The return from holiday is always an odd experience if you are British. If you have been to sunnier climates, you will know very well that sinking feeling as the aeroplane descends into your airport, especially if it is British summer time. From a week or two of freedom and hot sunny weather, you descend through the turbulence of dark clouds to a wet and familiar Britain to proceed with life as normal. The holiday is well and truly over.
Thankfully, France was delightful and the memories will linger long enough to banish any depressing thoughts. After an unsteady first few days of dark skies and the odd shower, the sun soon cracked the flags over the Pyrenees and gave us the weather that we craved. This paved the way for plenty of mountain biking, swimming in crystal clear lakes, laughing, chatting and singing and of course, eating and drinking. My favourite hobbies all in one.
The Eastern Pyrenees is home to many famous foods and wines, none more so than the cassoulet. Cassoulet is one of those recipes that have been written and debated about far too many times for little old me to cast any strong opinions on. I will leave the chemistry and history to the good people of this beautiful area of France to argue over as they have done so for many years. My description of it is posh sausage and beans. But this does not really give it the credit it deserves. Think of quality plump haricot beans with intense garlic pork sausage, rich and buttery confit duck and/or goose with a crust of crunchy breadcrumbs and you may get the picture. And I'm not even going to debate whether or not a cassoulet should have a crust on or not: it is as essential to my cassoulet as is beef with a Yorkshire pudding. But of course, that is my only culinary opinion on this fantastic, filling and sustaining peasant dish.
We ate our cassoulet with our friends, children and lovely hosts, Eileen and Alan who kindly put us up for the week. It was a famous holiday for many reasons, but Eileen and Alan were so accommodating, patient and kind. So I dedicate this famous French meal to them, as well as The Graingers for being amazing people and inviting us into their family home. And with my easy recipe which has been adapted to cut out a good few hours of preparation from some of the long and drawn out cassoulet recipes I have seen, they can impress their friends at any time of the year, summer or no summer, Britain or France. Holidays in the sun and happy days indeed, roll on the next one.
Feeds 6-8 people
500g dried haricot beans, soaked for at least 8 hours
8 slices of smoked streaky bacon, sliced
2 onions, roughly chopped
8 garlic cloves, peeled and sliced in half
1 handful of dried or fresh thyme leaves
3 bay leaves
400g tinned tomatoes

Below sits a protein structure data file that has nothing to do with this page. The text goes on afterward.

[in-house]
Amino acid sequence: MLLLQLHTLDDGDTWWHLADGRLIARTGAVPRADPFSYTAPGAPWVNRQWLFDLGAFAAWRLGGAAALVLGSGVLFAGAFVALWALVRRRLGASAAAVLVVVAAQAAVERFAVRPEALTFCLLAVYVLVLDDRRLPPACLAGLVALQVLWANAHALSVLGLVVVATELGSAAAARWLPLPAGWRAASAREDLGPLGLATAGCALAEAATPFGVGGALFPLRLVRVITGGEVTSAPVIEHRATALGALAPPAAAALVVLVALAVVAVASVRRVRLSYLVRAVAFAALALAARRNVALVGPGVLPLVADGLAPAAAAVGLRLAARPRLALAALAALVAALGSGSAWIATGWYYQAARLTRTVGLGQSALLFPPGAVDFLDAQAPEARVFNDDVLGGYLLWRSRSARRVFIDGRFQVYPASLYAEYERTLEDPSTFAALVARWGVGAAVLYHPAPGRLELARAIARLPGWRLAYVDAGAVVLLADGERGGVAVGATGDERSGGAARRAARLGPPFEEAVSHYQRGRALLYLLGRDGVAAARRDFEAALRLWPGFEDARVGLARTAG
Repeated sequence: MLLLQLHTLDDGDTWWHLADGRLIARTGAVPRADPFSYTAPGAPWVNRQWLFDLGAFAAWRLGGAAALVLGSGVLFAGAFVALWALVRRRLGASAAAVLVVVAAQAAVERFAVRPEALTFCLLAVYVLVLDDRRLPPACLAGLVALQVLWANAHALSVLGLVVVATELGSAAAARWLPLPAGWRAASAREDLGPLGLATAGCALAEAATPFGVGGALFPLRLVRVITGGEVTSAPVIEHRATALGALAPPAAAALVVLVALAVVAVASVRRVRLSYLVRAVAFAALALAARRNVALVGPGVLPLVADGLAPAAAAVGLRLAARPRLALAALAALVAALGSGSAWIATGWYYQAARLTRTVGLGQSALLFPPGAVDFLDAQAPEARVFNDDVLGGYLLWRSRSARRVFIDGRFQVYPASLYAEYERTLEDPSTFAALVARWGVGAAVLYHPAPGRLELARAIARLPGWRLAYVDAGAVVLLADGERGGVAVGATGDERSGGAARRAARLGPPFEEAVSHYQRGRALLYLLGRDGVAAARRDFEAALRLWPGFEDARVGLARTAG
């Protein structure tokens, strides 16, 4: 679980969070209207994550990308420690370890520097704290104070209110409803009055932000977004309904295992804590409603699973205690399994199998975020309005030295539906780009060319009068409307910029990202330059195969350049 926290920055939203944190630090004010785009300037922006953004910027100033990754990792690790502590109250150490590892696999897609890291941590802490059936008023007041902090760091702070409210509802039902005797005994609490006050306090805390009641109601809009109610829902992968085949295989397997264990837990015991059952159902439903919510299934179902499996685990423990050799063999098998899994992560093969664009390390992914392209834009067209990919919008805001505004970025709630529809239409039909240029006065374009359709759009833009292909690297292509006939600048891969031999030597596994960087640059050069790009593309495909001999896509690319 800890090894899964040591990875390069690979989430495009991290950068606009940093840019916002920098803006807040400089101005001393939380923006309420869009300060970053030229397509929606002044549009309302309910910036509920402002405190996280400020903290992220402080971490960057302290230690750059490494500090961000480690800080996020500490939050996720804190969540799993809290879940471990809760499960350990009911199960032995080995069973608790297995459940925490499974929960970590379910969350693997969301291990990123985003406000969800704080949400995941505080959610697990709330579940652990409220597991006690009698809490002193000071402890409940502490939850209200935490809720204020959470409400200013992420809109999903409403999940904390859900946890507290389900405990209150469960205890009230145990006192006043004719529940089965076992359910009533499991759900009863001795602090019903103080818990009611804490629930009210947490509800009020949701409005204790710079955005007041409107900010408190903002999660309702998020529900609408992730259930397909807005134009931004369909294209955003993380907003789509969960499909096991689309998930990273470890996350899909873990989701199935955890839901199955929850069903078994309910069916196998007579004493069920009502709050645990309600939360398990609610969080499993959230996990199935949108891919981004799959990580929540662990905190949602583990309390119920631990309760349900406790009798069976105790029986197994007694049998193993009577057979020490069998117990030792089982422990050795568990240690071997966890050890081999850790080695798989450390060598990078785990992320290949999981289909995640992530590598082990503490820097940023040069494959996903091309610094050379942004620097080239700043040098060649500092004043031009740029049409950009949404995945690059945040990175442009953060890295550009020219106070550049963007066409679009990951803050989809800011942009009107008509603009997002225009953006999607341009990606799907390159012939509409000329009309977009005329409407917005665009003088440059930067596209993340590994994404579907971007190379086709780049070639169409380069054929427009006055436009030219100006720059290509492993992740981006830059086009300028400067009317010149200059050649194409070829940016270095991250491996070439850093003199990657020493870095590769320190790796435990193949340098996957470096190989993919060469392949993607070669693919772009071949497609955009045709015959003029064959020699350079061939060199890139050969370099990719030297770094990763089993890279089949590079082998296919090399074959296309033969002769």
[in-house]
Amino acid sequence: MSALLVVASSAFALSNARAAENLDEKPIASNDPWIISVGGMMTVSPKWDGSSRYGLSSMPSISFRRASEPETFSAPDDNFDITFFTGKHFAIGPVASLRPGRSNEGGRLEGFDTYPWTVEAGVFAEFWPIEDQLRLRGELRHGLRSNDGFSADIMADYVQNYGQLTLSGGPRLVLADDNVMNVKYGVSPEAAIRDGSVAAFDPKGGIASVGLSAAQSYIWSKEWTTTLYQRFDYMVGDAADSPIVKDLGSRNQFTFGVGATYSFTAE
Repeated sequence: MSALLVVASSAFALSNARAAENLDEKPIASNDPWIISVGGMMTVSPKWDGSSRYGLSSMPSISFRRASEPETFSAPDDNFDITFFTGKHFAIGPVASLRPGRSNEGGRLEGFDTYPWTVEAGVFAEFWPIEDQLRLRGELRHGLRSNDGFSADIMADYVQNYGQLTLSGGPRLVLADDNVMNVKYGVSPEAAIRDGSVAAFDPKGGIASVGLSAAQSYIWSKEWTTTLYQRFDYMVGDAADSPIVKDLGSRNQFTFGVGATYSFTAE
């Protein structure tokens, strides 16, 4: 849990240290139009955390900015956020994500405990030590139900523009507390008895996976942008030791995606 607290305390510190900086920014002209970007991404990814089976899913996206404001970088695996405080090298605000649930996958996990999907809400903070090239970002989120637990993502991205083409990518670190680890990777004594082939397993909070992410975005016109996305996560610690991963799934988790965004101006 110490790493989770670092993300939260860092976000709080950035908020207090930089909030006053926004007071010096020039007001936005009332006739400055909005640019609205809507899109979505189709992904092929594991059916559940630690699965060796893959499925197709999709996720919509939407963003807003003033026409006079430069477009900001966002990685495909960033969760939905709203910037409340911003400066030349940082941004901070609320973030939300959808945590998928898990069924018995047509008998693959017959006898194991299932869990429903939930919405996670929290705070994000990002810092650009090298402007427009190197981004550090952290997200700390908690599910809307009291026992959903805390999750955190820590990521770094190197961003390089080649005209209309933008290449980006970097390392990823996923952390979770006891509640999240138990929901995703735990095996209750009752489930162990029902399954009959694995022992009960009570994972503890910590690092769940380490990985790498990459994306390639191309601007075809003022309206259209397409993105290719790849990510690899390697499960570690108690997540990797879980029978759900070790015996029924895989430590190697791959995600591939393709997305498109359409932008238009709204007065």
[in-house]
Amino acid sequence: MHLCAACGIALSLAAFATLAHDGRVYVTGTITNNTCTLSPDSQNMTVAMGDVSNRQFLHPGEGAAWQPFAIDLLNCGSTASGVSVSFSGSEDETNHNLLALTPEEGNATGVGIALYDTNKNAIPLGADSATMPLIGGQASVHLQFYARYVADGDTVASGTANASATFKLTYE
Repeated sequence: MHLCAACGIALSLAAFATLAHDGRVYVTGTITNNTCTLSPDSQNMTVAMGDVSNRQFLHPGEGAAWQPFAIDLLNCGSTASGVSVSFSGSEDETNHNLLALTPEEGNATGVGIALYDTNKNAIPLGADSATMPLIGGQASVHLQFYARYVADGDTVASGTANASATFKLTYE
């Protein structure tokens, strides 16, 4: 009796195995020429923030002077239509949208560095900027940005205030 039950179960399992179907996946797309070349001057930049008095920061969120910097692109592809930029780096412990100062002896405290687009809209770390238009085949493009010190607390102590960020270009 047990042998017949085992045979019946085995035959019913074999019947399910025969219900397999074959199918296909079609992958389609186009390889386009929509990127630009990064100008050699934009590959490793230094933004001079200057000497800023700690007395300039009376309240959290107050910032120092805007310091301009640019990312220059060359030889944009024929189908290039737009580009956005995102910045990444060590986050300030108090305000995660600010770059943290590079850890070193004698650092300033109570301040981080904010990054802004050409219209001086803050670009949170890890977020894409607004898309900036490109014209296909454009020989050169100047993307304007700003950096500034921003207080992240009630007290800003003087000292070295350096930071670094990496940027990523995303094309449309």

1 tbsp tomato puree
12 large quality pork sausages, preferably Toulouse
6 pieces of confit duck or goose, or a mixture of both, excess fat removed and kept aside
500ml hot chicken stock
Salt and pepper
A bowlful of dried breadcrumbs
1 - Pre-heat the oven to 160 degrees, GM3.
2 - Scrape off some of the duck or goose fat from the confit and melt in a large frying pan. Add the bacon and cook until golden. Remove with a slotted spoon and keep aside.
3 - Brown the sausages in the fat then remove and keep aside.
4 - Add the onions and garlic and cook until soft. Add the thyme, bay leaves, cloves, tomatoes and tomato puree and heat through. Season with a little salt and pepper.
5 - Drain the beans and reserve the liquid. Add half of the beans to a large casserole dish. Add the sausages, duck and/or goose, the bacon then the tomato, onion and herb mixture. Top with the remaining beans then pour in the stock until it just reaches the top of the beans. If there is not enough, add some of the water you used to soak the beans in.
6 - Cover and place into the oven and cook for 2 hours. Check every now and again to see if the mixture is boiling dry and top with reserved water when necessary.
7 - Melt some of the fat in a pan and add the breadcrumbs, thoroughly combining. Cover the casserole with the breadcrumbs and with the lid removed, place back into the oven and cook for a further 60-90 minutes until the topping is golden and crunchy.
An unnamed high street food provider has a version of this on their menu. Meatball marinara: hot meatballs, tomato sauce and cheese stuffed ...
February is proving to be as miserable as it generally succeeds in being. Not only has this recession become a scary reality, we are also go...
This is a bit of a mishmash of a traditional and much loved Indian Dahl with the coconut and lime of south Indian food. I used green lentils...
It is a much used statement but I have to agree, breakfast is undoubtedly the most important meal of the day. I can't argue with my stom...